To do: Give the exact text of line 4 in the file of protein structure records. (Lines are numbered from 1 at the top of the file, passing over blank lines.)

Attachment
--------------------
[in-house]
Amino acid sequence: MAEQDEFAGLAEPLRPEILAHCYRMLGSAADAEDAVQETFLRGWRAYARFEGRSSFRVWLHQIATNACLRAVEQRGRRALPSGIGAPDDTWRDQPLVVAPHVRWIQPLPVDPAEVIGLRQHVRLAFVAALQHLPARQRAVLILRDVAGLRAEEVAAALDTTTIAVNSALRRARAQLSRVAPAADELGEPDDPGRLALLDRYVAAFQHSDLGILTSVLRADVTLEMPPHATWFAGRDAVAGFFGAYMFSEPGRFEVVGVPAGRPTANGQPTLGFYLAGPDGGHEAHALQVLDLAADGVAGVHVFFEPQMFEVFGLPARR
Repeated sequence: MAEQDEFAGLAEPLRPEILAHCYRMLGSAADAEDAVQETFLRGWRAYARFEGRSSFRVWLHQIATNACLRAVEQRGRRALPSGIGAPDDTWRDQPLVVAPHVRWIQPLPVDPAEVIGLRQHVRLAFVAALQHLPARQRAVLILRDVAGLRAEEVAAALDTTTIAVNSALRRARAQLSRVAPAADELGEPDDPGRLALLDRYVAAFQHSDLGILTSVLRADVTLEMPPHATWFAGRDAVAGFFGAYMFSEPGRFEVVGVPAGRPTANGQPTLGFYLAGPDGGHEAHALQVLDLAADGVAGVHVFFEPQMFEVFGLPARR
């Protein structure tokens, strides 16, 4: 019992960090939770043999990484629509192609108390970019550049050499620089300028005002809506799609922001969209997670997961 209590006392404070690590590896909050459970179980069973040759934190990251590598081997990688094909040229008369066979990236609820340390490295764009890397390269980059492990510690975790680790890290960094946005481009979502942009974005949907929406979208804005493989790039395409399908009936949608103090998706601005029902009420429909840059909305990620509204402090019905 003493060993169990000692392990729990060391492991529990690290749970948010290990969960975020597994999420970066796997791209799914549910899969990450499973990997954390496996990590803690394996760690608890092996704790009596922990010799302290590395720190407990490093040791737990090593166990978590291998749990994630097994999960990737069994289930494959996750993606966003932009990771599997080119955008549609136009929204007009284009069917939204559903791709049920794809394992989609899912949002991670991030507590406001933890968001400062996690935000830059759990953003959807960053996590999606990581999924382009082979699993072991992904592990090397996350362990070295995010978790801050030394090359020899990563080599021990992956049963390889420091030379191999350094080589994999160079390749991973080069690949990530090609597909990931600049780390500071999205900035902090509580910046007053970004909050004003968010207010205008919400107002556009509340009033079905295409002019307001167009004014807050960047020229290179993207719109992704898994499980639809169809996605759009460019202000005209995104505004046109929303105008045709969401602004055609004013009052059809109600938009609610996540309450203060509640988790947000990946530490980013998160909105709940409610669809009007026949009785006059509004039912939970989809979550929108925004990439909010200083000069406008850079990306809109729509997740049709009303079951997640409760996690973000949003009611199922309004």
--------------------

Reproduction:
């Protein structure tokens, strides 16, 4: 019992960090939770043999990484629509192609108390970019550049050499620089300028005002809506799609922001969209997670997961 209590006392404070690590590896909050459970179980069973040759934190990251590598081997990688094909040229008369066979990236609820340390490295764009890397390269980059492990510690975790680790890290960094946005481009979502942009974005949907929406979208804005493989790039395409399908009936949608103090998706601005029902009420429909840059909305990620509204402090019905 003493060993169990000692392990729990060391492991529990690290749970948010290990969960975020597994999420970066796997791209799914549910899969990450499973990997954390496996990590803690394996760690608890092996704790009596922990010799302290590395720190407990490093040791737990090593166990978590291998749990994630097994999960990737069994289930494959996750993606966003932009990771599997080119955008549609136009929204007009284009069917939204559903791709049920794809394992989609899912949002991670991030507590406001933890968001400062996690935000830059759990953003959807960053996590999606990581999924382009082979699993072991992904592990090397996350362990070295995010978790801050030394090359020899990563080599021990992956049963390889420091030379191999350094080589994999160079390749991973080069690949990530090609597909990931600049780390500071999205900035902090509580910046007053970004909050004003968010207010205008919400107002556009509340009033079905295409002019307001167009004014807050960047020229290179993207719109992704898994499980639809169809996605759009460019202000005209995104505004046109929303105008045709969401602004055609004013009052059809109600938009609610996540309450203060509640988790947000990946530490980013998160909105709940409610669809009007026949009785006059509004039912939970989809979550929108925004990439909010200083000069406008850079990306809109729509997740049709009303079951997640409760996690973000949003009611199922309004």